Story and Photos by Lauren Leising
As I walk around campus, I can’t help but notice that the majority of people I see have their heads down, noses in
their phones and fingers tapping away. I’m guilty of it too. It’s so easy to whip out your phone just about anywhere,
anytime and have the world at your fingertips. We are wrapped around the finger of the digital age. While this ability to access information, stay in constant contact with people and keep up with what’s happening is incredibly valuable and helpful, our tendency to be glued to our phones is taking its toll on our community. With our eyes stuck on a screen, we overlook what is going on around us in the moment and often miss opportunities to make a new friend, help someone out or just take in the beauty of the day.
No one can deny that smartphones have begun popping up just about everywhere, especially on college campuses.
More and more teachers and students rely on their phones for tasks such as planning out their daily schedules. Freshman Alexandra Case says, “I use it every single day to plan out my classes, when I am meeting people and when I do my homework.” By combining a notebook, calendar, alarm clock and just about any other form of reminder system out there, smartphones are easily one of the handiest gadgets we have. Their capabilities to access
e-mail and the Internet are also very beneficial, especially in a classroom setting. Dr. Duncan, a professor at UGA, notes that in the great power outage of spring 2014, he had his students use their smart phones to access class material rather than cancelling class. In situations like this, having more than one way to view documents and emails allows students and teachers to remain connected and on-schedule. It is these benefits that draw us to our screens and often lead to crossing the blurred line between using our resources effectively and becoming addicted to the little gizmos in our hands.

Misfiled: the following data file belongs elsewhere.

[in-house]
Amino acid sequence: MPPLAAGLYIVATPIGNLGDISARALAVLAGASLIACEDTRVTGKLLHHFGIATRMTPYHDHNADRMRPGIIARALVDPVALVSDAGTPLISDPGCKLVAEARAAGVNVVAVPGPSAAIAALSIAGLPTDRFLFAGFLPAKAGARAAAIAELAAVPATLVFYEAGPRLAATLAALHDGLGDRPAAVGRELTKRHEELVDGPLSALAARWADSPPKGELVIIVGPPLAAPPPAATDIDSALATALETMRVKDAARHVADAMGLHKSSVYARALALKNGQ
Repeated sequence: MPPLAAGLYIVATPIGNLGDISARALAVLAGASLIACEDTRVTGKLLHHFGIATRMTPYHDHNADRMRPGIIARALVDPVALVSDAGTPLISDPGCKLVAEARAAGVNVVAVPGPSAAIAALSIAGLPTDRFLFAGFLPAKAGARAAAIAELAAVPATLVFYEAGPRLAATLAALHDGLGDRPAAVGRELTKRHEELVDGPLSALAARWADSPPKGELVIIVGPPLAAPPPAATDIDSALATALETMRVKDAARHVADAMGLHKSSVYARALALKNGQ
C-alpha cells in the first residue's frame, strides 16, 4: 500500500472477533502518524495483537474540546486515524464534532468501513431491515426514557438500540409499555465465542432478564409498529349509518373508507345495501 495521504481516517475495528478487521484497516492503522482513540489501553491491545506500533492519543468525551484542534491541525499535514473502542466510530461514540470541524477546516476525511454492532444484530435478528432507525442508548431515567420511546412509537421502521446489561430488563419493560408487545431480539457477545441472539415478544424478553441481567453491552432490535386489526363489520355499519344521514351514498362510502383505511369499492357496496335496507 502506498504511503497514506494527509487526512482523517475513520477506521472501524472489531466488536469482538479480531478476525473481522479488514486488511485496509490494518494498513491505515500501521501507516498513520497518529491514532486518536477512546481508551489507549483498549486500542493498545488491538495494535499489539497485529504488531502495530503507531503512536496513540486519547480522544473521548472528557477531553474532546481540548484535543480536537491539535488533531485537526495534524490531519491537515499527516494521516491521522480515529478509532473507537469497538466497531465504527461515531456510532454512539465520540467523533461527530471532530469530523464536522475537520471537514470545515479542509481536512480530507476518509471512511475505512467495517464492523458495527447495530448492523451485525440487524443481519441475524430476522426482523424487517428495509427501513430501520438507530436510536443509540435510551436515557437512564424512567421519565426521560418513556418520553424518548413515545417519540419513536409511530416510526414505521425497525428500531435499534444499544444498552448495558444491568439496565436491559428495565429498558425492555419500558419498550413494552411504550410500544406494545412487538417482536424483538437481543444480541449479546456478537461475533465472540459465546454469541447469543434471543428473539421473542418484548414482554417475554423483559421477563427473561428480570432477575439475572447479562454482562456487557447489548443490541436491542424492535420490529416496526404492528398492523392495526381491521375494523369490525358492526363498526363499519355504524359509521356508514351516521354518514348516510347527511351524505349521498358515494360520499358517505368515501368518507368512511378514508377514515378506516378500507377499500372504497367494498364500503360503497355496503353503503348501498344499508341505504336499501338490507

In a recent paper called “Hooked on Smart Phones: An Exploratory Study on Smart Phone Overuse Among College Students,” the researchers studied how the rise in technology has impacted college students, especially in regards to their dependence on their phones. The study showed how regular use of smartphones often led to lack of self-control and addiction to the phones and the virtual world they created, disconnecting the students from the real world. When given the ability to connect with people at any time and anywhere simply with the tap of a screen, it is easy to become absorbed by virtual friendships and interactions with people who are far away. Though incredibly convenient, this can be perilous, as Dr. Duncan explains that he fears that “many college students are using social media to create digital friendships at the expense of meeting new people in person.” While networking and keeping in contact with old friends is
incredibly important and valuable, we can’t forget that there is a world of people right in front of us just waiting to
be explored. This time in our lives is crucial to meeting new people and having new experiences. Colin Fite, a junior at UGA, explains that “for the most part, the people I’m with at college are most important and relevant in my life.” There should be less of a need to seek companionship from those who are not here, especially when those friendships become mainly virtual. There are exceptions, of course, in regards to family or those who are and have been key in your life, but it is important to evaluate which relationships require constant contact and which ones do not. You don’t want to look back on college and realize that you missed out on some great opportunities and people because you had your nose pressed to a screen.
So, as this holiday season rolls around and you start preparing to go home to celebrate or stick around and enjoy the season with friends, I challenge you to stop looking at the screen and focus on who is around you. Put down the phone, bundle up, grab a friend or two and go out and enjoy the real world. Come on, I dare you.